The draft bill of the proposed new 21st Amendment to the Constitution will be presented to the Cabinet of Ministers on May 23; The draft was finalised by a committee headed by Prime Minister Ranil Wickremesinghe

By “The Sunday Morning” Political Editor

The draft bill of the proposed new 21st Amendment to the Constitution is to be presented to the Cabinet of Ministers tomorrow (23), it is learnt.
The finalising of the draft bill was one of the first acts of new Justice Minister Wijeyadasa Rajapakshe last Friday (20) soon after his appointment to office.

“The 21st Amendment will be presented to Cabinet on Monday,” Rajapakshe told The Sunday Morning.

The final draft was finalised by a committee headed by Prime Minister Ranil Wickremesinghe and Ministers Rajapakshe and Nimal Siripala de Silva, the Attorney General, the Legal Draftsman, President’s Counsel Ronald Perera, and Attorney-at-Law Eraj de Silva.

A copy of the draft bill seen by The Sunday Morning showed that the new piece of legislation would not only revert to the 19th Amendment to the Constitution that was introduced during the previous Yahapalana Government but also go beyond that with the introduction of several new features.

Among the new additions are the introduction of two new independent commissions – the Audit Services Commission and the Procurement Commission. The other is that the appointment of the Central Bank of Sri Lanka (CBSL) governor would be vested with the parliamentary Constitutional Council (CC).

Rajapakshe explained that the two new Commissions – Audit Services and Procurement – would address the issue of bribery, fraud, and corruption in the State sector, especially in procurement processes. The CBSL Governor’s appointment through the CC is expected to form accountability in the country’s main economic policy management institution.

While parliamentary powers will be consolidated, the re-formation of the CC will once again re-empower the independent commissions.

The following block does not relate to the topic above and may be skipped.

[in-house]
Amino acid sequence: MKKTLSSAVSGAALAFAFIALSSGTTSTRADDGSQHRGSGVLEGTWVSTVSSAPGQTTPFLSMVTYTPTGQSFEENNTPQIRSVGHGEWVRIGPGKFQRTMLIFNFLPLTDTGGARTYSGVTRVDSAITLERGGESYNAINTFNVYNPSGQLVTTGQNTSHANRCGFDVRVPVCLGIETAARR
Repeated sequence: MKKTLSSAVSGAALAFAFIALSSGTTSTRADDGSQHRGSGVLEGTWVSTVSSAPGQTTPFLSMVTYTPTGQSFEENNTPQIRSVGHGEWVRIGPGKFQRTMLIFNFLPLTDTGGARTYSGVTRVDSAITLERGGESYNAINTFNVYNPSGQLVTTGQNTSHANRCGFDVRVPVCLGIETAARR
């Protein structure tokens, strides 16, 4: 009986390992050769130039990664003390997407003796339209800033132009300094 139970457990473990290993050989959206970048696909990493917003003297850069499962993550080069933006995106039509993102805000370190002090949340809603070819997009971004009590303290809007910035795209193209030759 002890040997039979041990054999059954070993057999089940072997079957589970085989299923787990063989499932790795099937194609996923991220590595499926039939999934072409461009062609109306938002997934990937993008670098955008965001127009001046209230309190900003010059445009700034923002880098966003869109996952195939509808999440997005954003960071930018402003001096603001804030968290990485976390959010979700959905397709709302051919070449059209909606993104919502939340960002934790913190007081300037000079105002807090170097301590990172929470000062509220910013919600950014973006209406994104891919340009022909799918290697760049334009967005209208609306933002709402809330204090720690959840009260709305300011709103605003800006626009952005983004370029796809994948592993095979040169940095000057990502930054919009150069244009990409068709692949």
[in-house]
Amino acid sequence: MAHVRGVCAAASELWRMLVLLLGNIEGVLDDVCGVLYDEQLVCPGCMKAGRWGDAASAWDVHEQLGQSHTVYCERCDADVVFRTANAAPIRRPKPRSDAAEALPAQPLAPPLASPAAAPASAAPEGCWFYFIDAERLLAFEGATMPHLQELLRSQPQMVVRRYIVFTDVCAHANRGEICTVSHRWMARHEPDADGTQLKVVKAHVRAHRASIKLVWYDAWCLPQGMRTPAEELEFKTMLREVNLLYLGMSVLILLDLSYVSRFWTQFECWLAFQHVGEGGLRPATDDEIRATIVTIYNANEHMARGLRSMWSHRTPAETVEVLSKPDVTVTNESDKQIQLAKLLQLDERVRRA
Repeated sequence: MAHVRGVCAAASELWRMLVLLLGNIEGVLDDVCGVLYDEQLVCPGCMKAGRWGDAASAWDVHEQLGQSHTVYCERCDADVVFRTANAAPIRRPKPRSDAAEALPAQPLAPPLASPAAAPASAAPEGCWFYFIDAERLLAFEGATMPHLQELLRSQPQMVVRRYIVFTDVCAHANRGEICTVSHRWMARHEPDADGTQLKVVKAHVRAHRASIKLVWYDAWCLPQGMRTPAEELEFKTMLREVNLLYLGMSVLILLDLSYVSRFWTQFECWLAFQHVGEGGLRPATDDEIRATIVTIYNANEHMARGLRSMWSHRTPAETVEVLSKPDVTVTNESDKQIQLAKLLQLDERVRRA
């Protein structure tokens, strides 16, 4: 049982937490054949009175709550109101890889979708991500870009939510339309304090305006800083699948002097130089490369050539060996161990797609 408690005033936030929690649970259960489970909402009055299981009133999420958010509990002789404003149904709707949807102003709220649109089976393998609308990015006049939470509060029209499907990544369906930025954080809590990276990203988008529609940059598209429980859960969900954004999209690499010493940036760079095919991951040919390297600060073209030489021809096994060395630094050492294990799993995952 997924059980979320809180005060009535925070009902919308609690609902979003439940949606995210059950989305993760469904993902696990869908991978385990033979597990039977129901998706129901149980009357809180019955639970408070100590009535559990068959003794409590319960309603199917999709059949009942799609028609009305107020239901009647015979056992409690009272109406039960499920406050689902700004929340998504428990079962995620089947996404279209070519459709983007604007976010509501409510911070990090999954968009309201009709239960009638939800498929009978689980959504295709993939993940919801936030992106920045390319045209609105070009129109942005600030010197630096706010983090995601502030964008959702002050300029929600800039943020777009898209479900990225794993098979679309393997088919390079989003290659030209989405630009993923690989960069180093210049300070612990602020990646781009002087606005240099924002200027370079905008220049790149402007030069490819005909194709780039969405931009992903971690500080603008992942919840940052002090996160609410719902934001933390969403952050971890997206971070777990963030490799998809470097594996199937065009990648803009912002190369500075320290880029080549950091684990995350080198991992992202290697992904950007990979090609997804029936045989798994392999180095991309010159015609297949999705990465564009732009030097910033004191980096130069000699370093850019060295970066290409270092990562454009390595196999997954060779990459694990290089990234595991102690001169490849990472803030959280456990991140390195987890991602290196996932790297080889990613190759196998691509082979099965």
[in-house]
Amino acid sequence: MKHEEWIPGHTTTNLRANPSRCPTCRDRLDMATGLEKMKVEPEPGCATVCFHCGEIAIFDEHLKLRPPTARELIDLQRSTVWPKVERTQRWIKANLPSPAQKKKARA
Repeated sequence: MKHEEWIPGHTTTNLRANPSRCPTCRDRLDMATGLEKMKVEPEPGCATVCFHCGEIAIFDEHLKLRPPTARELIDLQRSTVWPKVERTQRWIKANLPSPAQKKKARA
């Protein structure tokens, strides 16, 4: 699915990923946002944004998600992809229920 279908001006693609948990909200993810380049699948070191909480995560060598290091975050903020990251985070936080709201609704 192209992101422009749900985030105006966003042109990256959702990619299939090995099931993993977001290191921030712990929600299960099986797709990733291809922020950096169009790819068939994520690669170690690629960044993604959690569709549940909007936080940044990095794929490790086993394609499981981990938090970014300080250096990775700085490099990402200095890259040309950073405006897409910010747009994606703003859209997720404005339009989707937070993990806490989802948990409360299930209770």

One of the contentious clauses in the controversial 20th Amendment, the clause enabling dual citizens to represent Parliament and hold public office, will also be repealed by the 21st Amendment on the path to return to the state of the 19th Amendment and beyond.

However, the removal of the dual citizenship clause will result in the ruling Sri Lanka Podujana Peramuna (SLPP) facing a split on its support to the new 21st Amendment given that it will cut off the chance of the party’s National Organiser, former Finance Minister Basil Rajapaksa, of continuing in active politics further.

Nevertheless, upon inquiry, a senior SLPP source told The Sunday Morning that the party was yet to discuss in detail the proposed constitutional amendment and it would do so once the document was made public in order to make a final decision on the party’s stance.

Meanwhile, it is also learnt that Prime Minister Wickremesinghe had requested his team of legal experts to formulate a separate piece of legislation in consultation with Opposition political parties to present another constitutional amendment on the abolition of the Executive Presidency.

Members of Parliament have also been requested last week by the Chief Government Whip’s Office to present their observations and proposals to the proposed 21st Amendment presented by MP Ranjith Madduma Bandara and the 22nd Amendment by Minister Rajapakshe (prior to his appointment as Justice Minister and finalising of the new 21st Amendment Bill). Both these bills were presented to Parliament as private member’s motions.

Courtesy: The Sunday Morning